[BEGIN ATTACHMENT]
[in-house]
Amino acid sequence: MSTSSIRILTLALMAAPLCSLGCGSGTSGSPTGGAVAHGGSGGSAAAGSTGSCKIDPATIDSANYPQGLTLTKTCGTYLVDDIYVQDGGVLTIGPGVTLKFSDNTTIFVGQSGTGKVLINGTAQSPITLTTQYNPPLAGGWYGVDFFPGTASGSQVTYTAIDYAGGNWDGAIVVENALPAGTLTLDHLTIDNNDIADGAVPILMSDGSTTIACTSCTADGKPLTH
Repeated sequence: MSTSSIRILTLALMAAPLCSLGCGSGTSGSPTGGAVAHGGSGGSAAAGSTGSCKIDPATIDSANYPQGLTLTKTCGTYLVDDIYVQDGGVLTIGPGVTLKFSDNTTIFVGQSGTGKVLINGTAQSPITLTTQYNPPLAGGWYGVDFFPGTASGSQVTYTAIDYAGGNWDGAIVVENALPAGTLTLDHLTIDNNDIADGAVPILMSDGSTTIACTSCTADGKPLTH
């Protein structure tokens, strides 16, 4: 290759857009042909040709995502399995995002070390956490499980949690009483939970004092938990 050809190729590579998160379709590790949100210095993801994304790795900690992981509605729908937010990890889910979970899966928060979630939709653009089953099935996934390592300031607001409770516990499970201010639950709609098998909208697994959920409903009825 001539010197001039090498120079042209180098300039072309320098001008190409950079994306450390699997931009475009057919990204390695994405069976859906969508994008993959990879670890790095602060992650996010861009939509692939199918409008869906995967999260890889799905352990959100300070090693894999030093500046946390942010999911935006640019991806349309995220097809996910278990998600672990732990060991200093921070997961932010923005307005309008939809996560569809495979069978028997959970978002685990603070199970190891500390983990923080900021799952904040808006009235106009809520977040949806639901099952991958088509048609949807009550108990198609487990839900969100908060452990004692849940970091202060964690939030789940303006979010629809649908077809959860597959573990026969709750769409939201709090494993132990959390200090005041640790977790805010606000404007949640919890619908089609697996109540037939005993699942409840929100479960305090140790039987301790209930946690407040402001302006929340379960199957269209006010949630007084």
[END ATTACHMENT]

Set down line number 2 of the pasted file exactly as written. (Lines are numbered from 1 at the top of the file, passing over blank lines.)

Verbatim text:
Amino acid sequence: MSTSSIRILTLALMAAPLCSLGCGSGTSGSPTGGAVAHGGSGGSAAAGSTGSCKIDPATIDSANYPQGLTLTKTCGTYLVDDIYVQDGGVLTIGPGVTLKFSDNTTIFVGQSGTGKVLINGTAQSPITLTTQYNPPLAGGWYGVDFFPGTASGSQVTYTAIDYAGGNWDGAIVVENALPAGTLTLDHLTIDNNDIADGAVPILMSDGSTTIACTSCTADGKPLTH